Farmers vs. geese trial begins this week in Gore Bay court

by Betty Bardswich

GORE BAY—The trial for Green Bay farmer Paul Skippen opened Monday, July 25 in the Provincial Offences Act courtroom in Gore Bay with the room filled with Skippen supporters including farmers and members of Island fish and game clubs.

Mr. Skippen faced four charges for the unlawful shooting of a Canada goose outside of the hunting period under the Migratory Birds Convention 1994. These charges included unlawfully hunting a migratory bird outside of the open season, failing to immediately make every effort to retrieve a migratory bird, unlawfully disarming a firearm in the travelled portion of a right of way for public vehicular traffic and knowingly making a false statement to a conservation officer.

Don Williams, the Northeast Region provincial prosecutor for the Ministry of Natural Resources and Forestry (MNRF), rose at the beginning of the proceedings to announce that the charge of failing to make every reasonable effort to retrieve a migratory bird had been withdrawn with the Crown then having to prove, beyond a reasonable doubt, the three remaining charges.

Rupert Grigull, who lives on Lake Manitou, was the first witness called. Mr. Grigull testified that he was on his way to Little Current by way of Bidwell Road when he spotted a pickup truck on his side of the road, went around it, heard shots and saw geese. He then told his wife to call the MNRF and said he saw that it was Mr. Skippen standing in the middle of the road. Mr. Grigull went on to say that he filled out a full report with MNRF Conservation Officer (CO) Kyle Wood and recorded his statement at his residence with his wife and the MNRF officer present.

In answering the questions of defence lawyer Brad Alison, Mr. Grigull stated that the truck in question had both doors open and that he had just passed the truck when he saw a person standing on the pavement between the truck doors and facing towards the field and was several feet from the ditch. He further said that he heard a shotgun discharge, that it was definitely a shotgun, and that the shotgun is the only legal gun you can use to kill fowl. Mr. Grigull heard three shots and saw one goose on the ground with “its feet moving in death throes.”

When asked why he called the MNRF, Mr. Grigull said it was “a blatant disregard for the laws. It was nesting season and out of season.” He also said that his wife was afraid and so was he. “I am 100 percent certain that Mr. Skippen was standing on the road,” he also added.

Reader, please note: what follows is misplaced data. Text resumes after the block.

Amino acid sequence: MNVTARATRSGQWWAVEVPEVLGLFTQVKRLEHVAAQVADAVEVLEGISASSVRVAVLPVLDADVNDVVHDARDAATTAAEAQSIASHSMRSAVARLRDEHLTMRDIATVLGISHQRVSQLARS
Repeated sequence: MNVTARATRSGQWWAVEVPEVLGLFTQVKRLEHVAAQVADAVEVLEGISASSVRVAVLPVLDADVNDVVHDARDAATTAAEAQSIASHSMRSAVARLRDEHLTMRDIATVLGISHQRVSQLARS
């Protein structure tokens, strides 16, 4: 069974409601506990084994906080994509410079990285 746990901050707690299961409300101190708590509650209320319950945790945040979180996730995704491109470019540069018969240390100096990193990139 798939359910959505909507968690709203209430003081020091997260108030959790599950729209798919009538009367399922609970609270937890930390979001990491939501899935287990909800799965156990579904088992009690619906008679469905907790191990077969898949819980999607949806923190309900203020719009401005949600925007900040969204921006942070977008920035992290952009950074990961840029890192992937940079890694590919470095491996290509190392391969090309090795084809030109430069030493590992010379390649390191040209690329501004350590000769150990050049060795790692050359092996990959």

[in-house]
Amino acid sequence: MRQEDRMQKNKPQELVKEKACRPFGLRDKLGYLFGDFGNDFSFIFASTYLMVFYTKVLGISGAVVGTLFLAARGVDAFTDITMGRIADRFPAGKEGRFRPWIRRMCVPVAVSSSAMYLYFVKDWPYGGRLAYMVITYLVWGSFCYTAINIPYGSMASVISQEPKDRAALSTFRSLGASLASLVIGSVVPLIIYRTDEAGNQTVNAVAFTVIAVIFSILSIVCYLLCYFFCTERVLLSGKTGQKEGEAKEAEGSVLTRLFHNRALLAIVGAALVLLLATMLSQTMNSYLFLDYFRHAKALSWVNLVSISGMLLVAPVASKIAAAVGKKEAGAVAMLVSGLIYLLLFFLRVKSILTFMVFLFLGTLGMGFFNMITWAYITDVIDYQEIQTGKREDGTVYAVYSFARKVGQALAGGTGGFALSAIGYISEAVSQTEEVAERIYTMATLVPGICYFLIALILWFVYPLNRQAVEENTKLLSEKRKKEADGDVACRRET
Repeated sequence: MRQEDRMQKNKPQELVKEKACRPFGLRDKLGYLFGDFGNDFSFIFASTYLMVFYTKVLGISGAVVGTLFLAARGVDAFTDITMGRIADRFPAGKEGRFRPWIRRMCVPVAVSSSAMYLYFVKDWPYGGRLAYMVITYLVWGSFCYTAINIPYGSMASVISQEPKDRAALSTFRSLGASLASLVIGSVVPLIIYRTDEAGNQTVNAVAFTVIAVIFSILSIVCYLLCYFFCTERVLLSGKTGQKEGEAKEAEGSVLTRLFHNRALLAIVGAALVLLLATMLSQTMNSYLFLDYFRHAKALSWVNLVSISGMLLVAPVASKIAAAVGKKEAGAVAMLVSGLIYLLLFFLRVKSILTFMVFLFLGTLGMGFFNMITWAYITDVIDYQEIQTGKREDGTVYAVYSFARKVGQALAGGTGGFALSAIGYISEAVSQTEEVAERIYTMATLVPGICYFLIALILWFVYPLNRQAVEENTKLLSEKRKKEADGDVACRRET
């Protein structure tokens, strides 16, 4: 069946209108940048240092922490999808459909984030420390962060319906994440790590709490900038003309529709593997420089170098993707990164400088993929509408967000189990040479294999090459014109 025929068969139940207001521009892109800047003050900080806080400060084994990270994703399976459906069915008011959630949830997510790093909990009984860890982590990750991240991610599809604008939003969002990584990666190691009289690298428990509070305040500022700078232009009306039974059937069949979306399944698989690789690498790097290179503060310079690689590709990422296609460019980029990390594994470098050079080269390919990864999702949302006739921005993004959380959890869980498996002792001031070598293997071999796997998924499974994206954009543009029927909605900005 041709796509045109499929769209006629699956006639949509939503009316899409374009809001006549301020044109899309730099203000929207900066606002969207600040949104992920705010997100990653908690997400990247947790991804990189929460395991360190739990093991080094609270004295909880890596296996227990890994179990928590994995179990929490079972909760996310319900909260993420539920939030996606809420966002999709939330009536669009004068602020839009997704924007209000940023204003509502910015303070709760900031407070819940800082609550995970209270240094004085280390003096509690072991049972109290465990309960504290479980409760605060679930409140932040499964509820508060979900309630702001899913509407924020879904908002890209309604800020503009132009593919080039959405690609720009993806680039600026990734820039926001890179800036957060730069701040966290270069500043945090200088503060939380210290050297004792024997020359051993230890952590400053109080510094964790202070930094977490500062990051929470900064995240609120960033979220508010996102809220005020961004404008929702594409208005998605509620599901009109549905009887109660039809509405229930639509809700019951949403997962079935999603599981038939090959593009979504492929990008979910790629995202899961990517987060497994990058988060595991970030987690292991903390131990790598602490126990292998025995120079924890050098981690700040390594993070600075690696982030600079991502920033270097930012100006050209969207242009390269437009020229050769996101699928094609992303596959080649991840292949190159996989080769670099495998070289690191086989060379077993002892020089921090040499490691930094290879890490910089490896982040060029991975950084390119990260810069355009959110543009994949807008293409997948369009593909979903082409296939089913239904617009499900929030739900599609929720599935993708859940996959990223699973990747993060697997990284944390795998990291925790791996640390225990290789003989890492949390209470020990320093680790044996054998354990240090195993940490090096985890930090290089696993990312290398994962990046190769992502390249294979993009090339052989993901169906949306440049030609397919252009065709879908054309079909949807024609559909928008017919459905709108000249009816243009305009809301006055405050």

Prosecution witness Elizabeth Hercun was also on her way to Little Current via Rockville Road and onto Bidwell Road when she saw someone shooting a gun. She stated that she called the MNRF because she saw someone shooting out of season. She was the passenger in the vehicle and said that the truck in question was virtually in the middle of the road. She heard gunshots and saw someone standing between the truck’s two open doors and called the MNRF because she said, “it is dangerous for people to be shooting in the middle of the road.”

Mr. Alison questioned the witness about talking with another witness about the case. Ms. Hercun answered that CO Wood came to her house to talk with her. She also testified that she did not see a gun and did not see a blast of air from the shotgun blast.

Mr. Skippen spoke to The Expositor during a courtroom break and talked about his aversion to geese at times. “They destroyed my barley rop,” he said. “The biggest problem is new growth. They pack it down with their feet and they don’t just eat off the top, they pull the whole thing out. And if you are growing corn, they pull the seeds out.” When asked if farmers receive any compensation at all for these losses, Mr. Skippen replied, “Absolutely no compensation.”

The case is expected to wrap up today, Wednesday, July 27, in Gore Bay.